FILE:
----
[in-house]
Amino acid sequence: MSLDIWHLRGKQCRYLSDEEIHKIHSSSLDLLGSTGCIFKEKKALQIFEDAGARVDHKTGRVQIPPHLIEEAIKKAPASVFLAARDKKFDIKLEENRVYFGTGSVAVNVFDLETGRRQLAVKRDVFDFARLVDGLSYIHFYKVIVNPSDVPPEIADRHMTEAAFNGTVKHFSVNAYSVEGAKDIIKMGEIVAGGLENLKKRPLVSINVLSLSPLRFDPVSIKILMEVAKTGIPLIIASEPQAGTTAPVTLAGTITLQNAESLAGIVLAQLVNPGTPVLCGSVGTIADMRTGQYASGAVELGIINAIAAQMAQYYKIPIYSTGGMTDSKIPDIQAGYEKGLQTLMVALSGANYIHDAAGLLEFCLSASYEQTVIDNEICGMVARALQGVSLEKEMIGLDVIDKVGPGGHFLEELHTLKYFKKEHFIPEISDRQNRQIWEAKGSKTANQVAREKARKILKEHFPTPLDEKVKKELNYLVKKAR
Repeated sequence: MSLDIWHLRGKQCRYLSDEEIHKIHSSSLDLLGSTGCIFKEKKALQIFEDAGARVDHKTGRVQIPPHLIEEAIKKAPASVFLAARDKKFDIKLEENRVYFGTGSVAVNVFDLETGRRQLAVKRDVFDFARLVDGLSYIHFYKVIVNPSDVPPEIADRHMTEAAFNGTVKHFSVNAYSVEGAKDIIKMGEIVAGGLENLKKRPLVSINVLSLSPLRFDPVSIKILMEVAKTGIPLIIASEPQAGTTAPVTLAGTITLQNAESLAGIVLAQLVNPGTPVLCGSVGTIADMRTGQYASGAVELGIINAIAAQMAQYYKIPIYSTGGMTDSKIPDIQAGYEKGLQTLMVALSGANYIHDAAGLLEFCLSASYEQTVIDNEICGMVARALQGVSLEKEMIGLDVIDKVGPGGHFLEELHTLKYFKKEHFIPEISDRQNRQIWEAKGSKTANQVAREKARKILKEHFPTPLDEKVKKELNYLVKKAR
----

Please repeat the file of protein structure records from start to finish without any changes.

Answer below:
[in-house]
Amino acid sequence: MSLDIWHLRGKQCRYLSDEEIHKIHSSSLDLLGSTGCIFKEKKALQIFEDAGARVDHKTGRVQIPPHLIEEAIKKAPASVFLAARDKKFDIKLEENRVYFGTGSVAVNVFDLETGRRQLAVKRDVFDFARLVDGLSYIHFYKVIVNPSDVPPEIADRHMTEAAFNGTVKHFSVNAYSVEGAKDIIKMGEIVAGGLENLKKRPLVSINVLSLSPLRFDPVSIKILMEVAKTGIPLIIASEPQAGTTAPVTLAGTITLQNAESLAGIVLAQLVNPGTPVLCGSVGTIADMRTGQYASGAVELGIINAIAAQMAQYYKIPIYSTGGMTDSKIPDIQAGYEKGLQTLMVALSGANYIHDAAGLLEFCLSASYEQTVIDNEICGMVARALQGVSLEKEMIGLDVIDKVGPGGHFLEELHTLKYFKKEHFIPEISDRQNRQIWEAKGSKTANQVAREKARKILKEHFPTPLDEKVKKELNYLVKKAR
Repeated sequence: MSLDIWHLRGKQCRYLSDEEIHKIHSSSLDLLGSTGCIFKEKKALQIFEDAGARVDHKTGRVQIPPHLIEEAIKKAPASVFLAARDKKFDIKLEENRVYFGTGSVAVNVFDLETGRRQLAVKRDVFDFARLVDGLSYIHFYKVIVNPSDVPPEIADRHMTEAAFNGTVKHFSVNAYSVEGAKDIIKMGEIVAGGLENLKKRPLVSINVLSLSPLRFDPVSIKILMEVAKTGIPLIIASEPQAGTTAPVTLAGTITLQNAESLAGIVLAQLVNPGTPVLCGSVGTIADMRTGQYASGAVELGIINAIAAQMAQYYKIPIYSTGGMTDSKIPDIQAGYEKGLQTLMVALSGANYIHDAAGLLEFCLSASYEQTVIDNEICGMVARALQGVSLEKEMIGLDVIDKVGPGGHFLEELHTLKYFKKEHFIPEISDRQNRQIWEAKGSKTANQVAREKARKILKEHFPTPLDEKVKKELNYLVKKAR